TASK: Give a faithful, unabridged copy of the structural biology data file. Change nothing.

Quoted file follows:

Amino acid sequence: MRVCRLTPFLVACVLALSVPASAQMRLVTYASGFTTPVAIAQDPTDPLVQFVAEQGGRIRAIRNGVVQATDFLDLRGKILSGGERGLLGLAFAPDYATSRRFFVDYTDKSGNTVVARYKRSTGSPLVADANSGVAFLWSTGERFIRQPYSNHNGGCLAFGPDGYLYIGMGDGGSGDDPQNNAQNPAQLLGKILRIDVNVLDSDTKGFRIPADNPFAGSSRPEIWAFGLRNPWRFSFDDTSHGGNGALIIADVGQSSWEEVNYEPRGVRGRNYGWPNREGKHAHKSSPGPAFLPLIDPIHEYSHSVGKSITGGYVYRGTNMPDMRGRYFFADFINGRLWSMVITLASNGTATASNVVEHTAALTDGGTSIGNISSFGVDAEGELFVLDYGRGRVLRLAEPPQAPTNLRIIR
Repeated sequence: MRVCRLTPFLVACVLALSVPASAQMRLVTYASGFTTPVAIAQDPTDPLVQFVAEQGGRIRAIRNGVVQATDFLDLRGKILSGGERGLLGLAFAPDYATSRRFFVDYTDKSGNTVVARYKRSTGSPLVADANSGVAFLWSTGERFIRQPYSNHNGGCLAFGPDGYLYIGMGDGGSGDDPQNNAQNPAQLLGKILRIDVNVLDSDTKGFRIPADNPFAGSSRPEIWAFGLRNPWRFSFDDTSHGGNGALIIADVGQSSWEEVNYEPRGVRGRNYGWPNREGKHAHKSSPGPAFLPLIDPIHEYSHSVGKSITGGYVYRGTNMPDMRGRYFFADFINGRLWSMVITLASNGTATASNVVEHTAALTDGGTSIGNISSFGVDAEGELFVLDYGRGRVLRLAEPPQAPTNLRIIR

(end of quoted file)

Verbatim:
Amino acid sequence: MRVCRLTPFLVACVLALSVPASAQMRLVTYASGFTTPVAIAQDPTDPLVQFVAEQGGRIRAIRNGVVQATDFLDLRGKILSGGERGLLGLAFAPDYATSRRFFVDYTDKSGNTVVARYKRSTGSPLVADANSGVAFLWSTGERFIRQPYSNHNGGCLAFGPDGYLYIGMGDGGSGDDPQNNAQNPAQLLGKILRIDVNVLDSDTKGFRIPADNPFAGSSRPEIWAFGLRNPWRFSFDDTSHGGNGALIIADVGQSSWEEVNYEPRGVRGRNYGWPNREGKHAHKSSPGPAFLPLIDPIHEYSHSVGKSITGGYVYRGTNMPDMRGRYFFADFINGRLWSMVITLASNGTATASNVVEHTAALTDGGTSIGNISSFGVDAEGELFVLDYGRGRVLRLAEPPQAPTNLRIIR
Repeated sequence: MRVCRLTPFLVACVLALSVPASAQMRLVTYASGFTTPVAIAQDPTDPLVQFVAEQGGRIRAIRNGVVQATDFLDLRGKILSGGERGLLGLAFAPDYATSRRFFVDYTDKSGNTVVARYKRSTGSPLVADANSGVAFLWSTGERFIRQPYSNHNGGCLAFGPDGYLYIGMGDGGSGDDPQNNAQNPAQLLGKILRIDVNVLDSDTKGFRIPADNPFAGSSRPEIWAFGLRNPWRFSFDDTSHGGNGALIIADVGQSSWEEVNYEPRGVRGRNYGWPNREGKHAHKSSPGPAFLPLIDPIHEYSHSVGKSITGGYVYRGTNMPDMRGRYFFADFINGRLWSMVITLASNGTATASNVVEHTAALTDGGTSIGNISSFGVDAEGELFVLDYGRGRVLRLAEPPQAPTNLRIIR